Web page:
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10 December 2019
FITTER. BETTER. HAPPIER.
Image via Pixabay/Victor Tangermann

Parents Are Letting DNA Testing Dictate How They Raise Their Kids

"I wanted to know about his talents in the future so that I can set a direction for him."
by Victor Tangermann / November 21 2019

Chinese parents are choosing to have their children’s DNA tested to predict future aptitudes and traits, Bloomberg reports — and some are even using the information to determine the ideal profession for their child before they’re even out of diapers.

Chris Jung is the CEO of Good Union Corp., a Hong Kong-based aesthetic medical equipment company. His company owns Gene Discovery, one of countless firms promising to help parents shape their offsprings’ future through genetic testing.

Jung gave Gene Discovery samples of his daughter’s saliva for testing soon after she was born.

“Originally, I would like her to become a professional like a doctor or lawyer,” he told Bloomberg. “But once I looked into the results, it talked about how her memory is so bad. I switched my expectations because if I would like her to become a professional, she needs to study a lot and remember a lot.”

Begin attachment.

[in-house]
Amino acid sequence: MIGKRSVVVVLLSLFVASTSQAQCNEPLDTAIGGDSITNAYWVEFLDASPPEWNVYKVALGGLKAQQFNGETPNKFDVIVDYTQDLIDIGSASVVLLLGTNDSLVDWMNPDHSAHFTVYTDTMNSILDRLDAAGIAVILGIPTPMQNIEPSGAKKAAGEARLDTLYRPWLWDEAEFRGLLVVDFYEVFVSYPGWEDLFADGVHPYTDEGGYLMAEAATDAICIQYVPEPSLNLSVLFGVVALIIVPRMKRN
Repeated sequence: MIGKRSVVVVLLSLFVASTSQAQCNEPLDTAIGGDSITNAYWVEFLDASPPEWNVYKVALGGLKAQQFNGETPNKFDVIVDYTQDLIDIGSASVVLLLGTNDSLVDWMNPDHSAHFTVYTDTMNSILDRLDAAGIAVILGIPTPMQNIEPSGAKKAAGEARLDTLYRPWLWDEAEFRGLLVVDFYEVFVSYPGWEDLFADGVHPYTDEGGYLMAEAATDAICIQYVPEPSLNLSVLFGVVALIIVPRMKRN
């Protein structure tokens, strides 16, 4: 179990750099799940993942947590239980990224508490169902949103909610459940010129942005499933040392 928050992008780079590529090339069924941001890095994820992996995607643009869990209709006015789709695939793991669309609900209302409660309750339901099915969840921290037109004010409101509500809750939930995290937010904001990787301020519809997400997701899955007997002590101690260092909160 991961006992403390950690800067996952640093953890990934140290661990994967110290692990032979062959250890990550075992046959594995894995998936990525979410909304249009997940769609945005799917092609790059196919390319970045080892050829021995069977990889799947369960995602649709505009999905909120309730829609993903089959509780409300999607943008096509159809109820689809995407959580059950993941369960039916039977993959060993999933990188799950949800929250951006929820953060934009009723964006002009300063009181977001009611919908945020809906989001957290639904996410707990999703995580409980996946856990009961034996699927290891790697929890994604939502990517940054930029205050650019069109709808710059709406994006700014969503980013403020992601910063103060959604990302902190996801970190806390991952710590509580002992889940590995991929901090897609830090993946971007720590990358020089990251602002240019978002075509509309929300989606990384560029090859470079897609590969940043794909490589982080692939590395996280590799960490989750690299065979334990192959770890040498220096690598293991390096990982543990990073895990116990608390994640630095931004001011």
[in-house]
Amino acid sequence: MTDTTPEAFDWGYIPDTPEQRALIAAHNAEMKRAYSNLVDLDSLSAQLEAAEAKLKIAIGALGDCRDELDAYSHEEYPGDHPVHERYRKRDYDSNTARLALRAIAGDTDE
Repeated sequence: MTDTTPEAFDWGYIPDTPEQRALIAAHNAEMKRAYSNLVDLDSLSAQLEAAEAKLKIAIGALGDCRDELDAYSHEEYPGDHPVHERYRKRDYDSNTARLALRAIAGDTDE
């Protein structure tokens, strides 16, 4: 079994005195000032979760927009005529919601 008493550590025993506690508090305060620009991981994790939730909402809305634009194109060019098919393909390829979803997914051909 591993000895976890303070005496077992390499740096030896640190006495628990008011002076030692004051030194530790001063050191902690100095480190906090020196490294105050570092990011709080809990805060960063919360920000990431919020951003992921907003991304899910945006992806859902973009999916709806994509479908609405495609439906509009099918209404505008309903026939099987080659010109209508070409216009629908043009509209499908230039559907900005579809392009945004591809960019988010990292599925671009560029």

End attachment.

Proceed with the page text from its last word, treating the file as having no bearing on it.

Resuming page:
Jung’s not the only parent using DNA testing to guide how they raise their children, either.

“I wanted to know about his talents in the future so that I can set a direction for him,” one Shanghai mom told Bloomberg. “If you believe the results, then you can use it as a reference. If you don’t, that’s fine because it doesn’t hurt.”

Consumer genetic testing has grown massively in popularity across the globe, particularly in the United States where companies sell DNA testing kits they promise will yield insights about customers’ ancestry and even their risks of developing a variety of genetic diseases.

Those are already dubious claims — but a genetic test accurately predicting a child’s future success in a certain profession is even less likely.

“There’s just no way a DNA test will tell you anything that’s meaningful about complex traits,” Timothy Caulfield, a bioethicist at the University of Alberta, told Bloomberg. “And these parents are changing their kid’s lives.”

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